The state of Ogre's documentation

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Re: The state of Ogre's documentation

Post by Oogst » Fri Aug 23, 2013 8:51 am

Sounds good! I'd be happy to help updating the tutorials. :)
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Re: The state of Ogre's documentation

Post by spacegaier » Fri Aug 23, 2013 9:28 am

Yes, I think besides the component documentation, up-to-date tutorials are the second major part since that is the first contact with Ogre usually. So they need to be current.
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Re: The state of Ogre's documentation

Post by PhilipLB » Fri Aug 23, 2013 10:18 am

Where will the component documentation be placed? Wiki or manual?
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Re: The state of Ogre's documentation

Post by al2950 » Fri Aug 23, 2013 11:16 am

PhilipLB wrote:Where will the component documentation be placed? Wiki or manual?
Interesting question, as I previously said I started creating component tutorials on the wiki, http://www.ogre3d.org/tikiwiki/tiki-ind ... =Tutorials, well atleast a structure!

I only tend to use the manual as a reference for the various scripts in Ogre.
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Re: The state of Ogre's documentation

Post by dark_sylinc » Fri Aug 23, 2013 3:28 pm

I've got a question to ask:

How and where will the new documentation format be written (I'm talking about the official one)?

More simply put, my experience with Tikiwiki's wysiwyg editor has been awful. I love the current manual format, but LaTex editing is not the best.

A tweet a weeks backs suggested a wiki edited by ogre devs only seems like a good idea. I'm slightly inclined to wikibooks format.
Collaborative work is important. But I also need it to be able for download for an "offline mode", which is also very important.

Another method I'm keen with is ODF documents. They're great. Unlike Office, OpenOffice has a "object oriented" way of thinking, where one predefines a few formats (just like html's CSS: header 1, 2, 3, parragraphs, etc) and then control the format of the whole document in a centralized place.
AFAIK ODFs are subversioning-friendly (odf is just a zipped file consisting of xml files). And apparently there's an Hg extension for them, but I don't know how well it works (particularly with conflicts).

Another option is Google Docs, which is very powerful and easy to use.
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Re: The state of Ogre's documentation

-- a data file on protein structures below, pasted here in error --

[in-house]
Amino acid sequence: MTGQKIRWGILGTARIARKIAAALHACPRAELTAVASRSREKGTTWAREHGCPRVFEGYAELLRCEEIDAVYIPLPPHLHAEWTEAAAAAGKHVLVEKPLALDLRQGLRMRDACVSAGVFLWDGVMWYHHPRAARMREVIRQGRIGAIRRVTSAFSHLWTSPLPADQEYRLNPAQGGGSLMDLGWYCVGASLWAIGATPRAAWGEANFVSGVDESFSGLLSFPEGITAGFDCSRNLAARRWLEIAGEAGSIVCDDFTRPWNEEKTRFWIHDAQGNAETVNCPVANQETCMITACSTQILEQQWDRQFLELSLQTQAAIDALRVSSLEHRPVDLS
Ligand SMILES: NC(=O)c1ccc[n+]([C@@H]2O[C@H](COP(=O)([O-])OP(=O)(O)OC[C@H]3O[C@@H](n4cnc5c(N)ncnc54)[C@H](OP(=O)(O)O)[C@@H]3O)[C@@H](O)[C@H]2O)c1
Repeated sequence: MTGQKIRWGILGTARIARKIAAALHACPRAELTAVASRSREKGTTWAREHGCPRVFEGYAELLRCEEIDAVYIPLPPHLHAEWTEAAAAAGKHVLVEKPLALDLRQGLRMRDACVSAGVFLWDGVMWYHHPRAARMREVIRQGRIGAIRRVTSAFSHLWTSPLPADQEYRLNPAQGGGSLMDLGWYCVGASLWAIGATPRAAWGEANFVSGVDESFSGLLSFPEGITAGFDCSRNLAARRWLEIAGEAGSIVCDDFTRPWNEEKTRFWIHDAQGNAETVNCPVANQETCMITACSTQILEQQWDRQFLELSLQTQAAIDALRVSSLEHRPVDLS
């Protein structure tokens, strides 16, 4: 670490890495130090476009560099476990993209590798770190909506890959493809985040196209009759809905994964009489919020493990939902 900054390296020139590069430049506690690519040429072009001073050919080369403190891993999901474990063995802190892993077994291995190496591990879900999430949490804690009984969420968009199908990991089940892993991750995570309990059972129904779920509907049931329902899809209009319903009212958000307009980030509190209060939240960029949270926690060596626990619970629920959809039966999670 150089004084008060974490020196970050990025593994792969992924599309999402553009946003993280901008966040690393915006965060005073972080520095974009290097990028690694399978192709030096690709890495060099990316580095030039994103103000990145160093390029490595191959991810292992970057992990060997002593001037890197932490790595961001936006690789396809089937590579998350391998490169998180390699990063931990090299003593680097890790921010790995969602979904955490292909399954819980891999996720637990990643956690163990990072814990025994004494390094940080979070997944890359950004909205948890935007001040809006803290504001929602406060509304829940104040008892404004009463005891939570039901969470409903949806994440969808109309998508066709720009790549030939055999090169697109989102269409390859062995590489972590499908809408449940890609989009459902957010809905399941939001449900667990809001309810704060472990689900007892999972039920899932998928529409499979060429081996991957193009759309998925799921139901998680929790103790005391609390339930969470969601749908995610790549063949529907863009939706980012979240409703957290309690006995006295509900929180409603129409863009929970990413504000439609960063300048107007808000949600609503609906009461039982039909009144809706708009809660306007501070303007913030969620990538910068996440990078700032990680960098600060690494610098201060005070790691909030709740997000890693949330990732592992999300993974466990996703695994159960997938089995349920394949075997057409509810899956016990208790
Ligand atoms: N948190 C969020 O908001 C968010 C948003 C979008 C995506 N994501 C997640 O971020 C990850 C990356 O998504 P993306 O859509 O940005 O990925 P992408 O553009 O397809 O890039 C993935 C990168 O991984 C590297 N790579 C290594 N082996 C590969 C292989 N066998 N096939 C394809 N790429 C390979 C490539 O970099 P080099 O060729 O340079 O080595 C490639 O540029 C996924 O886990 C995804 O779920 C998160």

Post by Klaim » Fri Aug 23, 2013 3:54 pm

dark_sylinc wrote:I've got a question to ask:

How and where will the new documentation format be written (I'm talking about the official one)?

More simply put, my experience with Tikiwiki's wysiwyg editor has been awful. I love the current manual format, but LaTex editing is not the best.

A tweet a weeks backs suggested a wiki edited by ogre devs only seems like a good idea. I'm slightly inclined to wikibooks format.
Collaborative work is important. But I also need it to be able for download for an "offline mode", which is also very important.

Another method I'm keen with is ODF documents. They're great. Unlike Office, OpenOffice has a "object oriented" way of thinking, where one predefines a few formats (just like html's CSS: header 1, 2, 3, parragraphs, etc) and then control the format of the whole document in a centralized place.
AFAIK ODFs are subversioning-friendly (odf is just a zipped file consisting of xml files). And apparently there's an Hg extension for them, but I don't know how well it works (particularly with conflicts).

Another option is Google Docs, which is very powerful and easy to use.
If you want to go this way, then don't forget also the currently very popular MarkDown (which is apparently usable by Doxigen).
I prefer AsciiDoc myself because it allows more precise formatting. Both can generate different types of document from HTML to pdf to word or other document formats.
I wouldn't go with Google Doc or anything similar for this kind of technical documentation.
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Re: The state of Ogre's documentation

Post by Mikachu » Fri Aug 23, 2013 4:41 pm

Klaim wrote:If you want to go this way, then don't forget also the currently very popular MarkDown (which is apparently usable by Doxigen).
The fact that doxygen now supports it is a big win in terms of workflow simplicity, and one of the reasons why I switched to it for OgreProcedural manual...
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Re: The state of Ogre's documentation

Post by Transporter » Fri Aug 23, 2013 5:05 pm

Mikachu wrote:The fact that doxygen now supports it is a big win in terms of workflow simplicity, and one of the reasons why I switched to it for OgreProcedural manual...
I agree to that! I would like to recommend also to include the basic documentation of all components in the local doc. So you can use Ogre offline or behind a paranoid proxy of a company. The wiki can be used for collaborative work on the documentation. Then the contents must be transferred to the local documentation a few times.
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Re: The state of Ogre's documentation

Post by masterfalcon » Sat Aug 24, 2013 6:24 am